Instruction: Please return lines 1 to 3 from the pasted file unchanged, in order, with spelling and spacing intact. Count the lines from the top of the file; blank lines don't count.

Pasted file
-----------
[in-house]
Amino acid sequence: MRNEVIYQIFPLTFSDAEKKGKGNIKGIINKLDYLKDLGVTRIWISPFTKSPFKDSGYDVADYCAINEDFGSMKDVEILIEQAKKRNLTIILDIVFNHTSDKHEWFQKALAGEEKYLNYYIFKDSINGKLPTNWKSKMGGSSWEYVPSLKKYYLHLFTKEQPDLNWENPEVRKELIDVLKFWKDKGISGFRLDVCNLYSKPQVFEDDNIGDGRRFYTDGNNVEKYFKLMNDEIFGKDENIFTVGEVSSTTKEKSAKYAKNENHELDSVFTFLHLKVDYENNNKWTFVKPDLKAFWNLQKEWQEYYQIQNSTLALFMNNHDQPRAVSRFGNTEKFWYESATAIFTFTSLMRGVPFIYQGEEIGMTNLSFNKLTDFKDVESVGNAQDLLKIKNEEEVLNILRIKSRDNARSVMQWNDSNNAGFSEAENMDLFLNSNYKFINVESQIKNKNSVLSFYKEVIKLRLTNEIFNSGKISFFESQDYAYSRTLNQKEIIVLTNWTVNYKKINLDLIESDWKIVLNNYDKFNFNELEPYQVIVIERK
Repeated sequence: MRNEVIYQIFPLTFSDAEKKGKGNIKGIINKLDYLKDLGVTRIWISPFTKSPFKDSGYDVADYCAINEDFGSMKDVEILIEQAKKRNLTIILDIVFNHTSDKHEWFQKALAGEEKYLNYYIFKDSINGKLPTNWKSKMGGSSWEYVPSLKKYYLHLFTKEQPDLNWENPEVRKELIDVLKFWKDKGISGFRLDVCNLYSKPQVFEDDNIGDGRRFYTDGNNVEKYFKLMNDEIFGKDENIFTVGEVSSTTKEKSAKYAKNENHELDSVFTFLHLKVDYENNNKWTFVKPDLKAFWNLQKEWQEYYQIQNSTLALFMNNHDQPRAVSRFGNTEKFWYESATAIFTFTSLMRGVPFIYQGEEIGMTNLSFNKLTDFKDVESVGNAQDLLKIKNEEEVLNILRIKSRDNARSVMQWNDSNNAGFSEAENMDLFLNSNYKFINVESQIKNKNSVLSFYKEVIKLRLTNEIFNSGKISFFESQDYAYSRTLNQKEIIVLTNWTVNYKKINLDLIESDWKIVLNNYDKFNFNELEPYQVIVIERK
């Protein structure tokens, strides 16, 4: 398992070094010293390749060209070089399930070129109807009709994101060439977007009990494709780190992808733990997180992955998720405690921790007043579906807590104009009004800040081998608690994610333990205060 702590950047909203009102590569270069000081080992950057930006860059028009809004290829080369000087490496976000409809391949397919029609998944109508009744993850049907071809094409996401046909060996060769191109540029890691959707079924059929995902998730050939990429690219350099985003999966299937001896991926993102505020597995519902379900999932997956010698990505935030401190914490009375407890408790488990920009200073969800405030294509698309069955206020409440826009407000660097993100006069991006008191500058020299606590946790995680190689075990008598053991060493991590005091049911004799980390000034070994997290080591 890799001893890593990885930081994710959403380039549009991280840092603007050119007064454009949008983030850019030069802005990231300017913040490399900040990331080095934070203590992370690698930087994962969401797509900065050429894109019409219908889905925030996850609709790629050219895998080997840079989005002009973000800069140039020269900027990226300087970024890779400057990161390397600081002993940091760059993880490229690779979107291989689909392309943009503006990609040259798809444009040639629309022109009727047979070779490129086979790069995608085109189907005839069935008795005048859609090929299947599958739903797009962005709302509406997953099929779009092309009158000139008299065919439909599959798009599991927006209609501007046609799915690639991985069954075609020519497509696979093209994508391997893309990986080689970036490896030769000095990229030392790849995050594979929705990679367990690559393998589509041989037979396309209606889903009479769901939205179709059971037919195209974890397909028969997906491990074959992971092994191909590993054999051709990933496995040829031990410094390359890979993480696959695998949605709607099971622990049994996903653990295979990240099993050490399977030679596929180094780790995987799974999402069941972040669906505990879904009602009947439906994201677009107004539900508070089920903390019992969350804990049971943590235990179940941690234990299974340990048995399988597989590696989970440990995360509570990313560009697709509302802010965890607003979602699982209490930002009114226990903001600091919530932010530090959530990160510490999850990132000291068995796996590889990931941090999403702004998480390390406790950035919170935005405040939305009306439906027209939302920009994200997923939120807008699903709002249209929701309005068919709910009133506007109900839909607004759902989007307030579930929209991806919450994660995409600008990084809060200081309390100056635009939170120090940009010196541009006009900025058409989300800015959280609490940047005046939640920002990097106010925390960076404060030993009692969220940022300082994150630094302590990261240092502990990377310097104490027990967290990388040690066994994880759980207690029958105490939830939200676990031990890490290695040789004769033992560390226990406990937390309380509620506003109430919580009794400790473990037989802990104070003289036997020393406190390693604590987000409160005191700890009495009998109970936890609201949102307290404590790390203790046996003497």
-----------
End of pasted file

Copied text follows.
[in-house]
Amino acid sequence: MRNEVIYQIFPLTFSDAEKKGKGNIKGIINKLDYLKDLGVTRIWISPFTKSPFKDSGYDVADYCAINEDFGSMKDVEILIEQAKKRNLTIILDIVFNHTSDKHEWFQKALAGEEKYLNYYIFKDSINGKLPTNWKSKMGGSSWEYVPSLKKYYLHLFTKEQPDLNWENPEVRKELIDVLKFWKDKGISGFRLDVCNLYSKPQVFEDDNIGDGRRFYTDGNNVEKYFKLMNDEIFGKDENIFTVGEVSSTTKEKSAKYAKNENHELDSVFTFLHLKVDYENNNKWTFVKPDLKAFWNLQKEWQEYYQIQNSTLALFMNNHDQPRAVSRFGNTEKFWYESATAIFTFTSLMRGVPFIYQGEEIGMTNLSFNKLTDFKDVESVGNAQDLLKIKNEEEVLNILRIKSRDNARSVMQWNDSNNAGFSEAENMDLFLNSNYKFINVESQIKNKNSVLSFYKEVIKLRLTNEIFNSGKISFFESQDYAYSRTLNQKEIIVLTNWTVNYKKINLDLIESDWKIVLNNYDKFNFNELEPYQVIVIERK
Repeated sequence: MRNEVIYQIFPLTFSDAEKKGKGNIKGIINKLDYLKDLGVTRIWISPFTKSPFKDSGYDVADYCAINEDFGSMKDVEILIEQAKKRNLTIILDIVFNHTSDKHEWFQKALAGEEKYLNYYIFKDSINGKLPTNWKSKMGGSSWEYVPSLKKYYLHLFTKEQPDLNWENPEVRKELIDVLKFWKDKGISGFRLDVCNLYSKPQVFEDDNIGDGRRFYTDGNNVEKYFKLMNDEIFGKDENIFTVGEVSSTTKEKSAKYAKNENHELDSVFTFLHLKVDYENNNKWTFVKPDLKAFWNLQKEWQEYYQIQNSTLALFMNNHDQPRAVSRFGNTEKFWYESATAIFTFTSLMRGVPFIYQGEEIGMTNLSFNKLTDFKDVESVGNAQDLLKIKNEEEVLNILRIKSRDNARSVMQWNDSNNAGFSEAENMDLFLNSNYKFINVESQIKNKNSVLSFYKEVIKLRLTNEIFNSGKISFFESQDYAYSRTLNQKEIIVLTNWTVNYKKINLDLIESDWKIVLNNYDKFNFNELEPYQVIVIERK